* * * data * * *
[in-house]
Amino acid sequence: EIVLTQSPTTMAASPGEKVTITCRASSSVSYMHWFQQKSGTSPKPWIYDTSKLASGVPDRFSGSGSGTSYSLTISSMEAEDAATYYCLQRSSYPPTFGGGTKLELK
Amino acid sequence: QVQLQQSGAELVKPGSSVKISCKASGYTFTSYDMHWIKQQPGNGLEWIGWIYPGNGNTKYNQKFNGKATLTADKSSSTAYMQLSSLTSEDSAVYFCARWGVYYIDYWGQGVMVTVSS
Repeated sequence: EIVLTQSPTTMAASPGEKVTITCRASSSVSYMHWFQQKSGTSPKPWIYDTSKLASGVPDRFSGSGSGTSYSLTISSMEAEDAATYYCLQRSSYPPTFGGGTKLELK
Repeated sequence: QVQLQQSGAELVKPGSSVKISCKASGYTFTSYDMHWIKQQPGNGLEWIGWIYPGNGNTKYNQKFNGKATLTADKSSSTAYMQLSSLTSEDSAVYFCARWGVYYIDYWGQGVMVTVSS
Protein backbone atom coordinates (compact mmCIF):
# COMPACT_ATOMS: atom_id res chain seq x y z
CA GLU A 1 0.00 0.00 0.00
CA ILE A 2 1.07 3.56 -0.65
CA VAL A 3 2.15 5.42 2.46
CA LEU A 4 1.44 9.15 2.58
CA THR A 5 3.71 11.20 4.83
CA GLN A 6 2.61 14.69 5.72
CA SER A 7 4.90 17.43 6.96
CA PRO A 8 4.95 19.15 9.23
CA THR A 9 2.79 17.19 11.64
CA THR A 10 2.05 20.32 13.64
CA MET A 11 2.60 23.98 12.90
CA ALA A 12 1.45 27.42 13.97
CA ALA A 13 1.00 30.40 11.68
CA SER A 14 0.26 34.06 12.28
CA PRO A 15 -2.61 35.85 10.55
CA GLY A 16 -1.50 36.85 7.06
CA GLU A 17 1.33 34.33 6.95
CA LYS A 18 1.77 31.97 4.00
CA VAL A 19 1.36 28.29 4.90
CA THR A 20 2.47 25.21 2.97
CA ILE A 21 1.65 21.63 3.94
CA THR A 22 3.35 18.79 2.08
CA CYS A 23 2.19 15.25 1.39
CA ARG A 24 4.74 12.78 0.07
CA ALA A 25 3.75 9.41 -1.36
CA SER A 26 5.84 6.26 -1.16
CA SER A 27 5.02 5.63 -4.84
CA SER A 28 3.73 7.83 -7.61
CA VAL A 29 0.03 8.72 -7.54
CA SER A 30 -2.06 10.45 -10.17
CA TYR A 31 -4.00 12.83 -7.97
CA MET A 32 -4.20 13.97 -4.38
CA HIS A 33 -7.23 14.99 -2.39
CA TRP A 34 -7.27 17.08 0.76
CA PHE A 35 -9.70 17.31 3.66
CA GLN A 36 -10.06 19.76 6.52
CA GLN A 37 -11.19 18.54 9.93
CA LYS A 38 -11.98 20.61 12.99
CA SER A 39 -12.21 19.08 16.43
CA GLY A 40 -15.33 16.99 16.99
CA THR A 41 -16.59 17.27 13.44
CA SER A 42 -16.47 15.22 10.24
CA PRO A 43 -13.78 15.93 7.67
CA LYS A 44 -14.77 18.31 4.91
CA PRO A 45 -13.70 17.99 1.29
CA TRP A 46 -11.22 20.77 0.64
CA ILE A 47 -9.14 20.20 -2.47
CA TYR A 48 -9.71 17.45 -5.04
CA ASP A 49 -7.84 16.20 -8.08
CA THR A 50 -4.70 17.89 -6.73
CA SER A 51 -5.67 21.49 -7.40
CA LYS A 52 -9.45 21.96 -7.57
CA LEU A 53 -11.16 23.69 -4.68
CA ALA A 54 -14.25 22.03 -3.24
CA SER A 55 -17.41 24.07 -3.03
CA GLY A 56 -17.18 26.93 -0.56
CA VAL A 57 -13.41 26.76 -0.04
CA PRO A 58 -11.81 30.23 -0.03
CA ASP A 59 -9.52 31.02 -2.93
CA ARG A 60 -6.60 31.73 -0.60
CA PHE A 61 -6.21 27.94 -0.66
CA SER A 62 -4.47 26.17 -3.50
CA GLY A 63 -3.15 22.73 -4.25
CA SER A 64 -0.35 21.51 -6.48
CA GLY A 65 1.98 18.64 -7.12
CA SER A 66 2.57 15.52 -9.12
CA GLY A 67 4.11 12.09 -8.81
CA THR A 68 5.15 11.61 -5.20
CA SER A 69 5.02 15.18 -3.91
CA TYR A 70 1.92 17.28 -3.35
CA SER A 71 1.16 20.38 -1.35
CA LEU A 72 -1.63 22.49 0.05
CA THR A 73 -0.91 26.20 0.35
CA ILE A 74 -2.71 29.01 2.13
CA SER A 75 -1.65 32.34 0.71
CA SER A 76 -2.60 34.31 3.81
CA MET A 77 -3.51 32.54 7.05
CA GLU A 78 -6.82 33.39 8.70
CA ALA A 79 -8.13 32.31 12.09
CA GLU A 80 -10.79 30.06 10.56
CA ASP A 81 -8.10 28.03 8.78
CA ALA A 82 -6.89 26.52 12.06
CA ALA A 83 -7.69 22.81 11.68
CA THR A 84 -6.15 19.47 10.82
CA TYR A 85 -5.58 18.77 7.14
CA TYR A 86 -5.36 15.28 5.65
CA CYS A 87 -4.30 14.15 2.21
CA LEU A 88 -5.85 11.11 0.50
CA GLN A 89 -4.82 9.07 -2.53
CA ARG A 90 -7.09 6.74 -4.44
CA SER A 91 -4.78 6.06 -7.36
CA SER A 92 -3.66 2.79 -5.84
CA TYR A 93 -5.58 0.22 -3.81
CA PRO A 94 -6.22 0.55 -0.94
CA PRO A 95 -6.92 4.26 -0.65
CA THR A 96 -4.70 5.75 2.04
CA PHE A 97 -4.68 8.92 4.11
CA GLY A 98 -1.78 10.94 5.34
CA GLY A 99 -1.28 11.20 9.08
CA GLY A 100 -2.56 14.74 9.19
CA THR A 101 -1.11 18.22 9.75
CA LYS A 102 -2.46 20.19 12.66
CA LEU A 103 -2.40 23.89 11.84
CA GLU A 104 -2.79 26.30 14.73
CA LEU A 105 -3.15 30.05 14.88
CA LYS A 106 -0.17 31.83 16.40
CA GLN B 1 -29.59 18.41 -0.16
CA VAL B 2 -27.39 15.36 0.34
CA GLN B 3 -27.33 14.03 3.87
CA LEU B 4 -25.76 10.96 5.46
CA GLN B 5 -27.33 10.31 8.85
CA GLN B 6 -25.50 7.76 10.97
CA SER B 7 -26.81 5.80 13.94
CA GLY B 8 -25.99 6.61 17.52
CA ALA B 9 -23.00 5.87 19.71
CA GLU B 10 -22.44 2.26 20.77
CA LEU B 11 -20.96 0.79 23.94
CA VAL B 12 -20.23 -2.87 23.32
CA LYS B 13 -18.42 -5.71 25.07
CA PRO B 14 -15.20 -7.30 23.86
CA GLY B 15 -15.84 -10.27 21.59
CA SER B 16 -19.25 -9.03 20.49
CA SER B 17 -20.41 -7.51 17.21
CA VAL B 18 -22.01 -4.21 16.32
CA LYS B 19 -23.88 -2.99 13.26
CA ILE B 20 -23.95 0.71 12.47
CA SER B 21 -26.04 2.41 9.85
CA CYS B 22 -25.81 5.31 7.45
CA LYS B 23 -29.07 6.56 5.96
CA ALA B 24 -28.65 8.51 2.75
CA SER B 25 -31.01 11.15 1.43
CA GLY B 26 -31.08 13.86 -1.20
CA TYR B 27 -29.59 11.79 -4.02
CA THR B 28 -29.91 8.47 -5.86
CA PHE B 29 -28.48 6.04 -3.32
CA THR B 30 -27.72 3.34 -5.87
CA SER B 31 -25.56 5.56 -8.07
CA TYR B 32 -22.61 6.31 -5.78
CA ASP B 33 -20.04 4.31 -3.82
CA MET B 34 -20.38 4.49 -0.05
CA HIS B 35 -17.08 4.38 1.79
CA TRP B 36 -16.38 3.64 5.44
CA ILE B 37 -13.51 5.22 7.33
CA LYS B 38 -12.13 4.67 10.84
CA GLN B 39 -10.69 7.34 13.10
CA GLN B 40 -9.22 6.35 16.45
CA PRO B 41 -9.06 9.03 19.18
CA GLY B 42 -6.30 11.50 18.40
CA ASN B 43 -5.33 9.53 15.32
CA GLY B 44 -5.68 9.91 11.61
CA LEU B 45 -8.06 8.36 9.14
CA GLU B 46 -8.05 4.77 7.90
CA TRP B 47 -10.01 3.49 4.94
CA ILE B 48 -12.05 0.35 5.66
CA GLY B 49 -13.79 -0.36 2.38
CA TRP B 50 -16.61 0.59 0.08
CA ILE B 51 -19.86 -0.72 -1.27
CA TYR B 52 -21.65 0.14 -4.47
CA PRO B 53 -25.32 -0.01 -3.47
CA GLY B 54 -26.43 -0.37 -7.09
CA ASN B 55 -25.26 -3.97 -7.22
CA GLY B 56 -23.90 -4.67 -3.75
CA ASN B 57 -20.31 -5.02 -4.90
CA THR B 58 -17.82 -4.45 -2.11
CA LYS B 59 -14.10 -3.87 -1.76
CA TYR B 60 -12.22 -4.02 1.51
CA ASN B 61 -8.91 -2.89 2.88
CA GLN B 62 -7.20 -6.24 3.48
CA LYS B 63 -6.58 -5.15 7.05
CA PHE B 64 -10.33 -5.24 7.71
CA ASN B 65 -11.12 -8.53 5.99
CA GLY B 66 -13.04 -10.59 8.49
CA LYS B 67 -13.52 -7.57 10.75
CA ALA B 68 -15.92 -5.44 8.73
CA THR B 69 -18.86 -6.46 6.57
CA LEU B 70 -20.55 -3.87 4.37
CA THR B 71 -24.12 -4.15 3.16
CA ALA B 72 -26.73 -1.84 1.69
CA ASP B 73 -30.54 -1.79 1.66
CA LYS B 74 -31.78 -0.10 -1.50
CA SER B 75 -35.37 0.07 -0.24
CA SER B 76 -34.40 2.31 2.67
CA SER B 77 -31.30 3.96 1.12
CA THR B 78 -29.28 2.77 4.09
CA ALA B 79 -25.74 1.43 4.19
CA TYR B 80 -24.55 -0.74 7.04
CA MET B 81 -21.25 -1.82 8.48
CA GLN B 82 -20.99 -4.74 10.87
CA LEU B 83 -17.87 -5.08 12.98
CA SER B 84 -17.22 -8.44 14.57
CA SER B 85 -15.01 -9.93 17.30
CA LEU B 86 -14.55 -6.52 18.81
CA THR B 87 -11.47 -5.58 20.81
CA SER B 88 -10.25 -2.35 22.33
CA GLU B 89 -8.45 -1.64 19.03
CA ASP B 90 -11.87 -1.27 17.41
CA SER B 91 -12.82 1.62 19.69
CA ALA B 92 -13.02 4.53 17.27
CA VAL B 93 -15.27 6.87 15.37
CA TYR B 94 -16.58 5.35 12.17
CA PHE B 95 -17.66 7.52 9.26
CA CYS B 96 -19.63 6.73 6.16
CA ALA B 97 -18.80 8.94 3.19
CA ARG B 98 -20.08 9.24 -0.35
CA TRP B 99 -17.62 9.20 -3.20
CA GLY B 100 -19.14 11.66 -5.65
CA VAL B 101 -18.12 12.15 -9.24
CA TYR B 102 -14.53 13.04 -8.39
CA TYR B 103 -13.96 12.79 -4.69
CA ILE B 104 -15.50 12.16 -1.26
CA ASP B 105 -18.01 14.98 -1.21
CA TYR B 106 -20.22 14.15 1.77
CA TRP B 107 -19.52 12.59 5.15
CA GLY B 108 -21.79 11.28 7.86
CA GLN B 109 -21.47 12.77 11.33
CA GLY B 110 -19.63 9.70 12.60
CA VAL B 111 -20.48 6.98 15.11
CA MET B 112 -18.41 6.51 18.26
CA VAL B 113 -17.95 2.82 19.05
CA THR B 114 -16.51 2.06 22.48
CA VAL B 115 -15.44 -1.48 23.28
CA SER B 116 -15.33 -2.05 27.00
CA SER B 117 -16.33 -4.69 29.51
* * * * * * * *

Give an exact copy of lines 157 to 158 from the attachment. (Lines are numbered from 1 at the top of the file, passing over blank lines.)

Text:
CA GLY B 44 -5.68 9.91 11.61
CA LEU B 45 -8.06 8.36 9.14